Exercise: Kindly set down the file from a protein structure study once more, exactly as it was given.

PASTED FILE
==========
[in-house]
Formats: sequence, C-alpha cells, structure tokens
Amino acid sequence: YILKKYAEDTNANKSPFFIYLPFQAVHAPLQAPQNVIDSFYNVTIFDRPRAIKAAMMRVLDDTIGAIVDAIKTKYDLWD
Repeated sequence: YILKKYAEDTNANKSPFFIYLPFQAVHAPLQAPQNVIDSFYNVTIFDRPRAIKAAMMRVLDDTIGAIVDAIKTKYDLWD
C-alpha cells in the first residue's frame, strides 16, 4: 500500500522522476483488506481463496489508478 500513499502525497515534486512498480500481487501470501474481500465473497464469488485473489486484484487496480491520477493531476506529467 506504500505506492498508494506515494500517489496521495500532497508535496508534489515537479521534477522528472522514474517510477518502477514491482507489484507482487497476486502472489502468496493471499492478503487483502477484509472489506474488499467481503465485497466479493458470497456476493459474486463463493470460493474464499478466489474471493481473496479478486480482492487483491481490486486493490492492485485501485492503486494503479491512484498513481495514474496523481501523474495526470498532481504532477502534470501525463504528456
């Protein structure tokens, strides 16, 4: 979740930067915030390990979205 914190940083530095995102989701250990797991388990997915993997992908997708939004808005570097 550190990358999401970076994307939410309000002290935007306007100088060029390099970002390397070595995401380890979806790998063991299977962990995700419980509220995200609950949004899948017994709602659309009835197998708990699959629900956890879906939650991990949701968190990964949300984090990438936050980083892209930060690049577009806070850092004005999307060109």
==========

[in-house]
Formats: sequence, C-alpha cells, structure tokens
Amino acid sequence: YILKKYAEDTNANKSPFFIYLPFQAVHAPLQAPQNVIDSFYNVTIFDRPRAIKAAMMRVLDDTIGAIVDAIKTKYDLWD
Repeated sequence: YILKKYAEDTNANKSPFFIYLPFQAVHAPLQAPQNVIDSFYNVTIFDRPRAIKAAMMRVLDDTIGAIVDAIKTKYDLWD
C-alpha cells in the first residue's frame, strides 16, 4: 500500500522522476483488506481463496489508478 500513499502525497515534486512498480500481487501470501474481500465473497464469488485473489486484484487496480491520477493531476506529467 506504500505506492498508494506515494500517489496521495500532497508535496508534489515537479521534477522528472522514474517510477518502477514491482507489484507482487497476486502472489502468496493471499492478503487483502477484509472489506474488499467481503465485497466479493458470497456476493459474486463463493470460493474464499478466489474471493481473496479478486480482492487483491481490486486493490492492485485501485492503486494503479491512484498513481495514474496523481501523474495526470498532481504532477502534470501525463504528456
């Protein structure tokens, strides 16, 4: 979740930067915030390990979205 914190940083530095995102989701250990797991388990997915993997992908997708939004808005570097 550190990358999401970076994307939410309000002290935007306007100088060029390099970002390397070595995401380890979806790998063991299977962990995700419980509220995200609950949004899948017994709602659309009835197998708990699959629900956890879906939650991990949701968190990964949300984090990438936050980083892209930060690049577009806070850092004005999307060109």